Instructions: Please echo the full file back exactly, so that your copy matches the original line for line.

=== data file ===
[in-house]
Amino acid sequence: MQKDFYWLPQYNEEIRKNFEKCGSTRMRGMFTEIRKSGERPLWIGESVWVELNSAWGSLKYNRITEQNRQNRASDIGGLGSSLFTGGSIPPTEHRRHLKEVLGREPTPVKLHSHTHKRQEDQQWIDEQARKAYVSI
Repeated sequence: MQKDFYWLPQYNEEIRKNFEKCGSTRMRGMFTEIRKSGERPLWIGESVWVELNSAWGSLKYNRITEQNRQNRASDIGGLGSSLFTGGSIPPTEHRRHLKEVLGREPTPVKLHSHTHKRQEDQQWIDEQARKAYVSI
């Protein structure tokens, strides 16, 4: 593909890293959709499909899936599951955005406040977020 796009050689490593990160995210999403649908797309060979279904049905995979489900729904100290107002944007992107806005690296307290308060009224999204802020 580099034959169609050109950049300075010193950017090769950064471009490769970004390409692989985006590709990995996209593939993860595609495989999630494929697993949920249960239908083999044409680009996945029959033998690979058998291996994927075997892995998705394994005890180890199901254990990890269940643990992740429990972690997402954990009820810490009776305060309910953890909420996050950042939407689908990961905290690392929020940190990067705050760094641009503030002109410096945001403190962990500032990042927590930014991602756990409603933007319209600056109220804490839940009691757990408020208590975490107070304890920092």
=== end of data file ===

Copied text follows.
[in-house]
Amino acid sequence: MQKDFYWLPQYNEEIRKNFEKCGSTRMRGMFTEIRKSGERPLWIGESVWVELNSAWGSLKYNRITEQNRQNRASDIGGLGSSLFTGGSIPPTEHRRHLKEVLGREPTPVKLHSHTHKRQEDQQWIDEQARKAYVSI
Repeated sequence: MQKDFYWLPQYNEEIRKNFEKCGSTRMRGMFTEIRKSGERPLWIGESVWVELNSAWGSLKYNRITEQNRQNRASDIGGLGSSLFTGGSIPPTEHRRHLKEVLGREPTPVKLHSHTHKRQEDQQWIDEQARKAYVSI
């Protein structure tokens, strides 16, 4: 593909890293959709499909899936599951955005406040977020 796009050689490593990160995210999403649908797309060979279904049905995979489900729904100290107002944007992107806005690296307290308060009224999204802020 580099034959169609050109950049300075010193950017090769950064471009490769970004390409692989985006590709990995996209593939993860595609495989999630494929697993949920249960239908083999044409680009996945029959033998690979058998291996994927075997892995998705394994005890180890199901254990990890269940643990992740429990972690997402954990009820810490009776305060309910953890909420996050950042939407689908990961905290690392929020940190990067705050760094641009503030002109410096945001403190962990500032990042927590930014991602756990409603933007319209600056109220804490839940009691757990408020208590975490107070304890920092």